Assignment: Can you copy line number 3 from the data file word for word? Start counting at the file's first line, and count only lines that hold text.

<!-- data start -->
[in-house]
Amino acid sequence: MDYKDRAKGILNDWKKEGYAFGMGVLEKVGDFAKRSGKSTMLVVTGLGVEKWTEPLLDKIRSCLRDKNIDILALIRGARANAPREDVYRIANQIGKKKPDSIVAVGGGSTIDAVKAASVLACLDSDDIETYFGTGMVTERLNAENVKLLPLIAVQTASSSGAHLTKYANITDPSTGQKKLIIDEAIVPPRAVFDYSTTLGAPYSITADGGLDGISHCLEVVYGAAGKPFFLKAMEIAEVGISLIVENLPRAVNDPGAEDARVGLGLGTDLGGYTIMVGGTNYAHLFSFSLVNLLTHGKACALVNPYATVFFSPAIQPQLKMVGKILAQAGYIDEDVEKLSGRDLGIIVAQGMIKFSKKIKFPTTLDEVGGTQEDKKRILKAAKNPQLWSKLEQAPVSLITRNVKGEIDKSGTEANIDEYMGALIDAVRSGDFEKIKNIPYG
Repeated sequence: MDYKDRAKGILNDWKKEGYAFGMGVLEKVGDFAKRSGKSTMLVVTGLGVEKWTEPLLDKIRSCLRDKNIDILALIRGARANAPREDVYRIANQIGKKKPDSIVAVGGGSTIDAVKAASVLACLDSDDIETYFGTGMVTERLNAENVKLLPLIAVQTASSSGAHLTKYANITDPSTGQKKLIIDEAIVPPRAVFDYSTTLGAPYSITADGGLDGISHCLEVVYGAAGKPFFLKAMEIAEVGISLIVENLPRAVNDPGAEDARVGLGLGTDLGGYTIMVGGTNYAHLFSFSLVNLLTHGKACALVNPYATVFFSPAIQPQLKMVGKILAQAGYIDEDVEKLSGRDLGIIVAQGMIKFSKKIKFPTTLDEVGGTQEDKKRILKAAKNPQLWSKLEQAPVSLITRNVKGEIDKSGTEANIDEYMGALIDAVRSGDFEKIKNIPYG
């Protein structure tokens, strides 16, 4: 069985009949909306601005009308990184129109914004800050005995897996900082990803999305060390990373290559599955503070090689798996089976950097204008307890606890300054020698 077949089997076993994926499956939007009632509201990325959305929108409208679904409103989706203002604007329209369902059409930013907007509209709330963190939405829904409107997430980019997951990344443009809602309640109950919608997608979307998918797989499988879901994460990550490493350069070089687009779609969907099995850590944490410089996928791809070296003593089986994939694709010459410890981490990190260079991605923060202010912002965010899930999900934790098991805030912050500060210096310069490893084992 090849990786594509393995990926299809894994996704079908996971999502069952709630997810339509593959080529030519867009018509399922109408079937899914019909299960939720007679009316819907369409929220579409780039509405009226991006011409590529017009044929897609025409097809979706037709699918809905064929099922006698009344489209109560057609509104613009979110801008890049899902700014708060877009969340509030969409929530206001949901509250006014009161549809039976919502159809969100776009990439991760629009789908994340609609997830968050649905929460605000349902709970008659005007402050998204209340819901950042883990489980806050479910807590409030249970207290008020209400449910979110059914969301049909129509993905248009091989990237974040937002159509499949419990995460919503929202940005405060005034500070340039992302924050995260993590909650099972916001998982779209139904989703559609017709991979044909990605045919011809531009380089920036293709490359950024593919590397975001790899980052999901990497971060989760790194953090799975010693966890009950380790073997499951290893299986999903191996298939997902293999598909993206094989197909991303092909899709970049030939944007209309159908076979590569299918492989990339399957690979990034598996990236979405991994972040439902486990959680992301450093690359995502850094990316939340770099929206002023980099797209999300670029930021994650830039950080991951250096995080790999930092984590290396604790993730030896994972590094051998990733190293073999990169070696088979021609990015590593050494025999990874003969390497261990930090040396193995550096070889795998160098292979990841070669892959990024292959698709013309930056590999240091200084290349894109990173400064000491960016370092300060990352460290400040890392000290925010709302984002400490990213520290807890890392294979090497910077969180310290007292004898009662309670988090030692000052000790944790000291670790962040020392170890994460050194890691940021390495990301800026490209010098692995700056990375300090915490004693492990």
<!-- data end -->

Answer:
Repeated sequence: MDYKDRAKGILNDWKKEGYAFGMGVLEKVGDFAKRSGKSTMLVVTGLGVEKWTEPLLDKIRSCLRDKNIDILALIRGARANAPREDVYRIANQIGKKKPDSIVAVGGGSTIDAVKAASVLACLDSDDIETYFGTGMVTERLNAENVKLLPLIAVQTASSSGAHLTKYANITDPSTGQKKLIIDEAIVPPRAVFDYSTTLGAPYSITADGGLDGISHCLEVVYGAAGKPFFLKAMEIAEVGISLIVENLPRAVNDPGAEDARVGLGLGTDLGGYTIMVGGTNYAHLFSFSLVNLLTHGKACALVNPYATVFFSPAIQPQLKMVGKILAQAGYIDEDVEKLSGRDLGIIVAQGMIKFSKKIKFPTTLDEVGGTQEDKKRILKAAKNPQLWSKLEQAPVSLITRNVKGEIDKSGTEANIDEYMGALIDAVRSGDFEKIKNIPYG